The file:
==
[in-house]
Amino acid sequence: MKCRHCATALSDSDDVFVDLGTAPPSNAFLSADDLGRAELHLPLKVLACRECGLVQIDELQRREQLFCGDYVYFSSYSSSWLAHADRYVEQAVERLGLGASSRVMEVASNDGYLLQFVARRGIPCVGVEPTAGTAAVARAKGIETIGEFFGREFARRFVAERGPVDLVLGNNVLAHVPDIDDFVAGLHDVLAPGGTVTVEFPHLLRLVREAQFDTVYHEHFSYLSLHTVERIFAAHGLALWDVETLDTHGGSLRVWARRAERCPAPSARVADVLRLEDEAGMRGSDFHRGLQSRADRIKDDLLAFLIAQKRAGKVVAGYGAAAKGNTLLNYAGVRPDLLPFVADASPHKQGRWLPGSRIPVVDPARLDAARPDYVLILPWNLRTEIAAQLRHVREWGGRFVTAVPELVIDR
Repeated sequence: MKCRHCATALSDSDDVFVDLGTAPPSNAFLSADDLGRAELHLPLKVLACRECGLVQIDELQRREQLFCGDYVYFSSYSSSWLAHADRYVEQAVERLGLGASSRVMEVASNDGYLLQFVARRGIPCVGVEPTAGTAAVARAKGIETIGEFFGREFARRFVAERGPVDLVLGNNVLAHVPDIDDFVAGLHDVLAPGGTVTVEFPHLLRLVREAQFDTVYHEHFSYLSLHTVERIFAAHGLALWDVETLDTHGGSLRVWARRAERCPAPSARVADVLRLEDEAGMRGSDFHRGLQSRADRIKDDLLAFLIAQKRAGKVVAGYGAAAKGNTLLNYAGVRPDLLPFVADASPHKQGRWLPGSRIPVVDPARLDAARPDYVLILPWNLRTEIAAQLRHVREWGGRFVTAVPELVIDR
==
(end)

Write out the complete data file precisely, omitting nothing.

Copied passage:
[in-house]
Amino acid sequence: MKCRHCATALSDSDDVFVDLGTAPPSNAFLSADDLGRAELHLPLKVLACRECGLVQIDELQRREQLFCGDYVYFSSYSSSWLAHADRYVEQAVERLGLGASSRVMEVASNDGYLLQFVARRGIPCVGVEPTAGTAAVARAKGIETIGEFFGREFARRFVAERGPVDLVLGNNVLAHVPDIDDFVAGLHDVLAPGGTVTVEFPHLLRLVREAQFDTVYHEHFSYLSLHTVERIFAAHGLALWDVETLDTHGGSLRVWARRAERCPAPSARVADVLRLEDEAGMRGSDFHRGLQSRADRIKDDLLAFLIAQKRAGKVVAGYGAAAKGNTLLNYAGVRPDLLPFVADASPHKQGRWLPGSRIPVVDPARLDAARPDYVLILPWNLRTEIAAQLRHVREWGGRFVTAVPELVIDR
Repeated sequence: MKCRHCATALSDSDDVFVDLGTAPPSNAFLSADDLGRAELHLPLKVLACRECGLVQIDELQRREQLFCGDYVYFSSYSSSWLAHADRYVEQAVERLGLGASSRVMEVASNDGYLLQFVARRGIPCVGVEPTAGTAAVARAKGIETIGEFFGREFARRFVAERGPVDLVLGNNVLAHVPDIDDFVAGLHDVLAPGGTVTVEFPHLLRLVREAQFDTVYHEHFSYLSLHTVERIFAAHGLALWDVETLDTHGGSLRVWARRAERCPAPSARVADVLRLEDEAGMRGSDFHRGLQSRADRIKDDLLAFLIAQKRAGKVVAGYGAAAKGNTLLNYAGVRPDLLPFVADASPHKQGRWLPGSRIPVVDPARLDAARPDYVLILPWNLRTEIAAQLRHVREWGGRFVTAVPELVIDR